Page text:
10. I Mart�nez-Zarzoso & L Garc�a-Men�ndez & C Su�rez-Burguet, 2003. "Impact of Transport Costs on International Trade: The Case of Spanish Ceramic Exports," Maritime Economics and Logistics, Palgrave Macmillan, vol. 5(2), pages 179-198, June.
  11. Thomas Chaney, 2008. "Distorted Gravity: The Intensive and Extensive Margins of International Trade," American Economic Review, American Economic Association, vol. 98(4), pages 1707-21, September.
Full references (including those not matched with items on IDEAS)

Citations

Citations are extracted by the CitEc Project, subscribe to its RSS feed for this item.
as in new window

Cited by:
  1. Joern Kleinert & Julia Spies, 2011. "Endogenous Transport Costs in International Trade," IAW Discussion Papers 74, Institut für Angewandte Wirtschaftsforschung (IAW).
  2. Julia Spies & Joern Kleinert, 2011. "Transport Costs in International Trade," ERSA conference papers ersa11p625, European Regional Science Association.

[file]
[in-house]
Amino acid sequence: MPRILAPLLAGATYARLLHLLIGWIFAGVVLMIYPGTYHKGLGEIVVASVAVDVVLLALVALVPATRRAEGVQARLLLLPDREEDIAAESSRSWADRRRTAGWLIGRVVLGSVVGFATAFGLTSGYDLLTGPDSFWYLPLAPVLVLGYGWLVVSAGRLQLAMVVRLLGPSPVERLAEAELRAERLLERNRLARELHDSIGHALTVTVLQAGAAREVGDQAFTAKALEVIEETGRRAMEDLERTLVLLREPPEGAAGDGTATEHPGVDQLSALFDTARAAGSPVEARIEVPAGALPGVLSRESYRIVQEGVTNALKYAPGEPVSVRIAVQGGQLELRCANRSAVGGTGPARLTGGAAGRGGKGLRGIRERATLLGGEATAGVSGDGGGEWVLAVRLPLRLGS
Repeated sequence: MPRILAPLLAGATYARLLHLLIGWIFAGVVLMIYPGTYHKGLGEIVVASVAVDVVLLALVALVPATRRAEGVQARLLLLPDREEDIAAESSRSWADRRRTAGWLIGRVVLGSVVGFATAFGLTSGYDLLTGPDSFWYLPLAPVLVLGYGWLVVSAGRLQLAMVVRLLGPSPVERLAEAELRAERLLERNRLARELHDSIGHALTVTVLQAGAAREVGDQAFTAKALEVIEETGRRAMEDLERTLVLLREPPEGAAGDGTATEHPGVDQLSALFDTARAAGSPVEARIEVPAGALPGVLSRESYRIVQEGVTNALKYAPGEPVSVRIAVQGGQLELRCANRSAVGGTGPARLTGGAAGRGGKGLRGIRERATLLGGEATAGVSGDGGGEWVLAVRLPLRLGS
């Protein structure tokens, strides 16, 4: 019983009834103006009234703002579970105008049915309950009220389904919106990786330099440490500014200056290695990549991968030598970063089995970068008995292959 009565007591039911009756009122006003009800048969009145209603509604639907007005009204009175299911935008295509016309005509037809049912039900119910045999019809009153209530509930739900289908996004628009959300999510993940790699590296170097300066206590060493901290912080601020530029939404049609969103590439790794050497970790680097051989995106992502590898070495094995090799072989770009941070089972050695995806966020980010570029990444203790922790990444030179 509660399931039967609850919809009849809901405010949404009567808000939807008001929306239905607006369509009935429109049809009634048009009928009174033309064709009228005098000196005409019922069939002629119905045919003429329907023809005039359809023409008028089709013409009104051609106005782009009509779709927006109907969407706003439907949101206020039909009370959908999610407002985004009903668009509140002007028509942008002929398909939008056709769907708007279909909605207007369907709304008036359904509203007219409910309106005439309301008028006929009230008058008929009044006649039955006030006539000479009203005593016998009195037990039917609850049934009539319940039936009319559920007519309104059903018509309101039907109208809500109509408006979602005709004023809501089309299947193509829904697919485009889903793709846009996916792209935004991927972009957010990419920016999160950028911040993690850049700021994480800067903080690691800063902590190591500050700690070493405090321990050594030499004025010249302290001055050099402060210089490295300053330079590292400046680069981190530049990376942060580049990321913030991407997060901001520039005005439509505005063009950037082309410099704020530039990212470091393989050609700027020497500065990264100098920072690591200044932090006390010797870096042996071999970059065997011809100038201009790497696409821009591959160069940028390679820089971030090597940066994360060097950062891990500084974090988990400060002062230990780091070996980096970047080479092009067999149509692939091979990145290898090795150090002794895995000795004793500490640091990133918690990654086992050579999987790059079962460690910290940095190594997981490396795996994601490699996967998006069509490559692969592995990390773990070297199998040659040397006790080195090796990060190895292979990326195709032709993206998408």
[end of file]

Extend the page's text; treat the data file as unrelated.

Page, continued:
Lists

This item is not listed on Wikipedia, on a reading list or among the top items on IDEAS.

Statistics

Access and download statistics

Corrections

When requesting a correction, please mention this item's handle: RePEc:got:iaidps:201. See general information about how to correct material in RePEc.

For technical questions regarding this item, or to correct its authors, title, abstract, bibliographic or download information, contact: (Sabine Jaep).

If you have authored this item and are not yet registered with RePEc, we encourage you to do it here. This allows to link your profile to this item. It also allows you to accept potential citations to this item that we are uncertain about.

If references are entirely missing, you can add them using this form.

If the full references list an item that is present in RePEc, but the system did not link to it, you can help with this form.

If you know of missing items citing this one, you can help us creating those links by adding the relevant references in the same way as above, for each refering item. If you are a registered author of this item, you may also want to check the "citations" tab in your profile, as there may be some citations waiting for confirmation.

Please note that corrections may take a couple of weeks to filter through the various RePEc services.